Translated from Hack-Tik, #8, #9/10, available at PO Bos 22953,1100 DL Amsterdam, The Netherlands
Translation by Dr. Abuse
Text/Schematics _copied_ from 2600 Magazine, Summer 1991 by: * ..oooOO Count Zero OOooo.. * * * * -=Restricted -=Data -=Transmissions * * * * "Truth is cheap, but Information COSTS!" *
(Read _my_ article on Magstripe Technology in Phrack #37 if you want _detailed_ descriptions of encoding tech, specification, etc. -c0 )
People KEEP ASKING me about this article that appeared in 2600, and many people wanted the schematics. I figured I might as well type it up in order to help spread the info around as efficiently as possible. I hand-drew the schematics in 320x200 .GIF format. Enjoy, and remember to always SHARE the knowledge...
(The following is a VERBATIM copy of Dr. Abuse's translation. Thanks Doc!)
"Cash is out. Plastic is in. In the nineties, the question is: who has the best hand of cards? We will help you play the big magnetic card game.
Everybody has looked at those credit cards and wondered what exactly was on them. Whoever dared to even ask about magnetic readers/writers was shocked after hearing the price and they went back to their daily living. And this while you would be very anxious to know what the bits and bytes mean.
We now give you the opportunity to build your own credit card reader/writer. For the cost of playing around with electronics plus a few dollars, you can build your own magnetic card copier. This device reads from one magnetic card and puts the data out onto the other card. For the advanced electronic hobbyist, there is the magnetic card reader and writer. Everybody who knows ehat a TTL is and can squeeze something out of his computer and/or hold a soldering iron will be able to make this credit card reader/writer together with the schematics.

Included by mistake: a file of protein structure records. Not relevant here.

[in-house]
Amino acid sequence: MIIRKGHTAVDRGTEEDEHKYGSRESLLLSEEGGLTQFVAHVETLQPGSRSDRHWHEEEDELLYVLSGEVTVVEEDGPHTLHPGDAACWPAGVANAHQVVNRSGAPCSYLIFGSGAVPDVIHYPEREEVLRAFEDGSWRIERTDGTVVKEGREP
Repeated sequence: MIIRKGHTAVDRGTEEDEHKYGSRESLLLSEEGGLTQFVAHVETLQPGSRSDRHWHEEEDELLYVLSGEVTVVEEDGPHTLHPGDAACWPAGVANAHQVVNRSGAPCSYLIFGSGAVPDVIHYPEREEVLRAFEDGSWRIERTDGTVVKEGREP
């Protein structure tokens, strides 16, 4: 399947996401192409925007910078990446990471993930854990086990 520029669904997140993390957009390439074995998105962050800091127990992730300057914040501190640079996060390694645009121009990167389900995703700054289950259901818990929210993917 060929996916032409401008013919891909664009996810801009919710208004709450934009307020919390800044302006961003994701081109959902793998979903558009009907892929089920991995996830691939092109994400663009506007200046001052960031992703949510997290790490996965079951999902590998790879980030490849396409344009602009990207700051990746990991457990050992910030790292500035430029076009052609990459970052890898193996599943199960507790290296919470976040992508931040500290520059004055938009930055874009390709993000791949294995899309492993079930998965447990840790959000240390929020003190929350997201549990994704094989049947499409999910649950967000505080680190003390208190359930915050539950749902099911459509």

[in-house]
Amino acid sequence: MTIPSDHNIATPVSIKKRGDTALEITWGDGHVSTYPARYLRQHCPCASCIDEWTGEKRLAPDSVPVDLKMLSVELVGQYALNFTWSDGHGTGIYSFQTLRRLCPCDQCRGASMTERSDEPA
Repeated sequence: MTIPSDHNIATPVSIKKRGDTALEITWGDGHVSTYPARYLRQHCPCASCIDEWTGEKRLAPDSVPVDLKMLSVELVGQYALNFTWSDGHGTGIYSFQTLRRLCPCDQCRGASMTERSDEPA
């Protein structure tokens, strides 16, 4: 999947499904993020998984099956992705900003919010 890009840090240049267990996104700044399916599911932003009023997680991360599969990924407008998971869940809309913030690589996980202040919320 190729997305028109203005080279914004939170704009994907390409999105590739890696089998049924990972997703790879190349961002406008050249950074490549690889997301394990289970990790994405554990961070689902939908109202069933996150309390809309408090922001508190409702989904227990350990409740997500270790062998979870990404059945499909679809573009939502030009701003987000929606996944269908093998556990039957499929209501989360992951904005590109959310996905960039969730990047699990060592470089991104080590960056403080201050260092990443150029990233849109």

Far more interesting than all of the electronic mumbo-jumbo is to first see what's really on the magnetic stripe. For that we give you the first bit of information in this article.
The information on most credit cards is stored in binary form. These ones and zeros are stored by changing the magnetic field of the magnetic head by 180 degrees. To see what's really on the card, you put some iron filings on the magnetic strip and tap the card gently onto the edge of the table (keep paper underneath it because it probably would have cost you lots of effort to make the iron filings) and behold! Here's your magnetic information, plainly cidible to the eye. Some cards have such big bits that you theoretically should be able to change the information on it with a magnetized razor blade (Paris Metro cards are a good example). On other cards, the bits are so close to each other that you will only see a magnetized solid bar.
To store away the information on magnetic cards, some international standars were developed by ISO - the International Standards Organization. To name one: the magnetic stripe is divided up into three tracks. A lot of manufatcurers use other coding methods to write the cards with and only the iron filing method will give you insight as to what's on the card in these instances.
The first project as amntioned before is to copy the information from magnetic card to another. This means that it doesn't matter whether the information is encoded or not since you are just copying. The only thing you need to know is the exact location and height of the track with the information that you want to copy. As long as the write head of your copier is bigger than the mangnetic strip, you are safe. See the schematic on this page. (Schematic #1)
At the left of schematic #1 you will see the read head. For this (as well as the write head) you cannot use any cassette player head which happens to be lying around. You will need to use a data head or a card reader head (you can obtain them from Michigan Magnetics among others). If the head is bigger than the track you are reading from, you will pick up extra noise but if the head is too small, the signal might become too weak. Experimenting with the gain is essential. The write head should be as big as possible unless you want to write more than two narrow tracks next to each other. Between points A and B you can jput a pair of headphones (which you have put in series). If you pass the read head along the stripe, you will hear a sound that might be familiar to you hobbyists who used to once work with data cassettes. Now you will need to find a way to make the read and write head go simultaneously along both cards. The trick for this is to take a piece of wood and mount both heads on both ends of it. Attach the cards (with scotch tape) to a solid surface and gently slide the heads along both cards (making sure that the heads go in parallel with the magnetic stripe).